Amazing Things a CO2 Laser Can Do

Everyone knows that a laser cutter can cut and engrave. What most people don’t know is how many applications those two functions have. Add an accessory or a new technique and the possibilities become endless. Here are 5 things you may not know a laser cutter can do.

Did you know you can engrave curved objects?

Most people think you can only cut flat material in a laser cutter but with a rotary/riser combination, you can engrave on curved objects. Popular choices include custom glass champagne glasses and wine bottles.

 

 

 

 Did you know you can cut paper?

Logic would lead you to believe a laser is way too much heat and power to cut paper without setting it on fire or completely incinerating it. The truth is, the laser is a very delicate thing and can cut incredible intricate patterns on thin paper.

 

 

 

Did you know you can mark photo images on material?

Your laser doesn’t have to cut through material to create incredible projects. Laser cutters are capable of marking material with tiny surface burns that are so detailed you can recreate images. This can be done on a variety of materials such as wood, tile and even polished stone.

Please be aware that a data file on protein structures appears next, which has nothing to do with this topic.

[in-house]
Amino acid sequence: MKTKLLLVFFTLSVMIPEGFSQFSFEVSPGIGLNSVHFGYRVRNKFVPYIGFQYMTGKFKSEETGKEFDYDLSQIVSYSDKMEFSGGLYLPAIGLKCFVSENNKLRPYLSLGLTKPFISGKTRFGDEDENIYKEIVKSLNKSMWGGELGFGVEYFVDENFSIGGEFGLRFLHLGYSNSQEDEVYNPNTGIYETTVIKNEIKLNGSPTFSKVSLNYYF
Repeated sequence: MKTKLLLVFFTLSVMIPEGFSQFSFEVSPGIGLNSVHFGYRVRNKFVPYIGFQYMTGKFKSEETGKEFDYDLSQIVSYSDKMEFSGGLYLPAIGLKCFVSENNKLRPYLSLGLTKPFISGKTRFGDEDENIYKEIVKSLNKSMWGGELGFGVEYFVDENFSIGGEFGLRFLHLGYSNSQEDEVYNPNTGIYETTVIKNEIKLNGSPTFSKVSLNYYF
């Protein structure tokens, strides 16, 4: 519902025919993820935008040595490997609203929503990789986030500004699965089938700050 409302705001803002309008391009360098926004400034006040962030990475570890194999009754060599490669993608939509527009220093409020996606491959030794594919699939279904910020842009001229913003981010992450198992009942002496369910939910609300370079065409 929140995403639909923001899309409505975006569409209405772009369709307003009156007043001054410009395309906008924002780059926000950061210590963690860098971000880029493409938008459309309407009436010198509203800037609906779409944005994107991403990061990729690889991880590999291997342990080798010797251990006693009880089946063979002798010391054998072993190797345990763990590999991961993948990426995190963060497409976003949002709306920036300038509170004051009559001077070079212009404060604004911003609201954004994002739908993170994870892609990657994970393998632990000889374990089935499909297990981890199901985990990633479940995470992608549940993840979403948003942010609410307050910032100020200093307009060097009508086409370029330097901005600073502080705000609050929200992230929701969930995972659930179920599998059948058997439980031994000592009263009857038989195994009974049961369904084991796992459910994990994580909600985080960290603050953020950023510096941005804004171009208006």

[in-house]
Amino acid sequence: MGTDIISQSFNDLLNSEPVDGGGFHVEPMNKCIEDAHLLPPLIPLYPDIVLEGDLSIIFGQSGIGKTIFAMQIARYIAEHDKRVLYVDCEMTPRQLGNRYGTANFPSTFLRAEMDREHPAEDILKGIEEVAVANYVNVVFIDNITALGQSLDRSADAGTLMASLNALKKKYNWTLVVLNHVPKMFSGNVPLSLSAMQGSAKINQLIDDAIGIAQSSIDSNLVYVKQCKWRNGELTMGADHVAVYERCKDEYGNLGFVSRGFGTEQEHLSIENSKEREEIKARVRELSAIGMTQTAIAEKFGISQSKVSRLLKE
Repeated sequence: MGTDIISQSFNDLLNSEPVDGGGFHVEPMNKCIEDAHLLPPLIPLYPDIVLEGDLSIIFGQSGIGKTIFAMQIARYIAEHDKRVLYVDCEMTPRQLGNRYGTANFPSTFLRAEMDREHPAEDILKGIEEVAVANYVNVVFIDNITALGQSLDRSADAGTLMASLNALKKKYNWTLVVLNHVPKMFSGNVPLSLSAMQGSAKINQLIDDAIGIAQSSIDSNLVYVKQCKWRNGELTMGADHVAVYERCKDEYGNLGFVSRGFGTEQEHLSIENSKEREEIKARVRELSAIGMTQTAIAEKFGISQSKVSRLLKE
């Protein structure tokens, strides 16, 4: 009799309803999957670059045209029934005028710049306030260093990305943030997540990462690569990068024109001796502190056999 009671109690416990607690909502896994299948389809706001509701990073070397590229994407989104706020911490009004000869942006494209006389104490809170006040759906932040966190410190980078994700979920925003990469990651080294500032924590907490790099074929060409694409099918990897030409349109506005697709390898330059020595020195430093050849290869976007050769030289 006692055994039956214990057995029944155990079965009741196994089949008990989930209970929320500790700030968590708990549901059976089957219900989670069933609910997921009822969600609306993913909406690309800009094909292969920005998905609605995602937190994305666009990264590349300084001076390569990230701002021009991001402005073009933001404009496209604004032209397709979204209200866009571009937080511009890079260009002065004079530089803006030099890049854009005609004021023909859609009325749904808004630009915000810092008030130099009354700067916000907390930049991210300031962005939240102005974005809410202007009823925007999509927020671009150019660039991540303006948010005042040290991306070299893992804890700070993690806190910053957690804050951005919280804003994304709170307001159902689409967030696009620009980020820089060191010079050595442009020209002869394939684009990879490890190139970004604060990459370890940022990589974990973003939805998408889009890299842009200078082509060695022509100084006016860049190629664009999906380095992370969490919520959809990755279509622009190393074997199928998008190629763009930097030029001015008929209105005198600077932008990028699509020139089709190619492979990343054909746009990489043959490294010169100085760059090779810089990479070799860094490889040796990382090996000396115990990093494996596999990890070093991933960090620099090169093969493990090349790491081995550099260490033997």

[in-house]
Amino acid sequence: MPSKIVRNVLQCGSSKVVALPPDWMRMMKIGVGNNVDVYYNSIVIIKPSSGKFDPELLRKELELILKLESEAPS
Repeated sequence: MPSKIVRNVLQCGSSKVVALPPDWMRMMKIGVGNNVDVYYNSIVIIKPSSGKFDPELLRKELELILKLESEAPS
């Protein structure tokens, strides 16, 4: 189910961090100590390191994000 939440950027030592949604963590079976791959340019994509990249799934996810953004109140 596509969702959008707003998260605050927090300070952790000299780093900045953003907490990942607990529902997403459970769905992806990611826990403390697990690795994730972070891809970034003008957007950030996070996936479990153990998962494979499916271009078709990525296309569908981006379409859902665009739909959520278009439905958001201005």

Did you know you can make wood bend?

Wood is stiff, right? Well, there is a cutting technique called kerfing that can allow wood to bend and curve. Kerfing removes thin strips of material in a pattern that allows the wood to bend without breaking. This technique is all done in the software and is easy to apply to any number of projects.

 

 

 Did you know you can create 3D objects?

Most material cut by a laser cutter is flat, but that doesn’t mean it has to stay that way. Material can be cut to allow all sorts of stacking, linking and connecting to build just about any 3D object. When you combine techniques and accessories with the core functions of a laser cutter you open up a world of amazing projects. What will you do with your laser cutter?

 

Article and Pictures  courtesy  of Full Spectrum Laser, Contact  marketing@fslaser.com

Extracted Friday, March 10, 2017

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